An executive resume has some distinctly different components than that of a middle-management or more entry-level position. If you're already an executive, or if you have your eye on a C-level position (for example, CEO, COO, CFO, or Executive Director), you need to know how to write an executive resume that demonstrates your strategic, partnership/relationship, and other leadership qualities.
In short, your resume needs to reflect your “executive self” both in terms of format and content.
Executive Resume Formatting
- Use a Title rather than an Objective statement. In other words, you could say “Chief Operations Officer” right at the top, rather than “Objective: Seeking a position as Chief Operations Officer.”
- For the Summary of Qualifications section, you can use bullet points OR one or two short paragraphs stating what you “bring to the table” – i.e., your years of experience, special skills and qualities, etc.
- You might include a few choice “Key Accomplishments” from your career to include in the Summary section, so that recruiters and other executives will see them right at the top.
- Instead of the heading “Summary of Qualifications,” you might use “Professional Profile,” “Career Summary,” or no heading at all.
- Make sure your resume is clear, articulate, and easy to read, with plenty of white space between points and between your different positions.
- Don’t worry about going over two pages; many executive resumes are a very full three pages. Many employers want to see the length and breadth of your career – show them!
How to Write Executive Resume Content
There are some important things to think about regarding the content, especially in the Professional Experience section. As you think about your accomplishments, keep your eye on the bigger picture, and consider answering the following questions as a way to “talk about” what you’ve done in your career:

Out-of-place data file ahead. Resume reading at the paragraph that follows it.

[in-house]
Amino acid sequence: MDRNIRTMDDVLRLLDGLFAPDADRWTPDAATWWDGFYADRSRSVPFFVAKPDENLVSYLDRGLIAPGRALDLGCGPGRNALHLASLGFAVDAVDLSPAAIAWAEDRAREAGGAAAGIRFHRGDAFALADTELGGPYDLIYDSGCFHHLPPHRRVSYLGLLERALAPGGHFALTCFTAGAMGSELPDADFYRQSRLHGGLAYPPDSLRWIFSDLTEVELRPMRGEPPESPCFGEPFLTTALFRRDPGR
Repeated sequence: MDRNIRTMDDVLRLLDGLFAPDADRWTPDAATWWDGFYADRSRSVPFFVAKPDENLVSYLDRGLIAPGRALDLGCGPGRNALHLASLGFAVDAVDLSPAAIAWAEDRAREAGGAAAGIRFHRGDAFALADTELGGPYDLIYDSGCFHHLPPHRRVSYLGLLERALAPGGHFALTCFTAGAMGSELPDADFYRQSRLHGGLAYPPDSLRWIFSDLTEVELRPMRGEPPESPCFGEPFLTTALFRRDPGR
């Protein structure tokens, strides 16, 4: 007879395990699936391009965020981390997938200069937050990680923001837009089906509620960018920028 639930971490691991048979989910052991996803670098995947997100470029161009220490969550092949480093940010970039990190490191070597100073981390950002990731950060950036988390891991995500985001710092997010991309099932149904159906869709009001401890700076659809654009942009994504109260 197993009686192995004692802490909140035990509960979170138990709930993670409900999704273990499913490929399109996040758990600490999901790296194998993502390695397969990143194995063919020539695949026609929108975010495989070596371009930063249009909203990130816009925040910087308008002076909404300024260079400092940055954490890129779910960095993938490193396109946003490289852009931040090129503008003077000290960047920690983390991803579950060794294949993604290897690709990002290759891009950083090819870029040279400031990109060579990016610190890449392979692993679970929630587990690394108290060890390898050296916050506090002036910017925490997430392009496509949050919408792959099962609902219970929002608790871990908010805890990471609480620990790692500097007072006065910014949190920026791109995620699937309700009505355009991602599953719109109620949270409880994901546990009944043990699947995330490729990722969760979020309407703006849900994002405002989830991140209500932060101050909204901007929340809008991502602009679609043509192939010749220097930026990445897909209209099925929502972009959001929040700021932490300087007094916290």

- How have you established, directed, guided or collaborated on the vision and/or strategic direction of the company/organization?
- Have you used “big picture” analysis to help guide the process?
- What about strategic/business planning? Thought leadership?
- Have you built and/or directed teams? Have you had hire/fire responsibility?
- What about coaching and mentoring others? Performance evaluations? Helping team members with their career development?
- How have you been responsible for budgets (e.g. created them, tracked them, etc.)? What size budget(s)? What about finding/securing funding sources, which could be foundations, grants, venture capital, private donors, government funding, etc.?
- Have you participated in any mergers or acquisitions, company start-ups, Board development or business development initiatives? If so, how?
- What about your relationship-building skills, partnership negotiations, and at what level?
- Do you have public speaking experience, and/or have you delivered presentations at conferences, or to high-level clients? Provided testimony in court? Represented the company or organization before the public and other audiences?
- Do you have a network of contacts/resources in your field/industry that are valuable to others?
The above are some of the elements to consider when deciding how to write an executive resume, whether it’s for a corporate, non-profit or public sector position. Of course, you want to focus on whatever is most relevant to the position you are seeking, so check the job posting if it is available, and make sure that you address as many of the requirements for the job as possible.
When your c-level resume is completed, ask yourself the big question: Does it truly reflect my executive self?
This guest post is by Beth Brown, Senior Professional Resume Writer on Susan Ireland's Resume Team.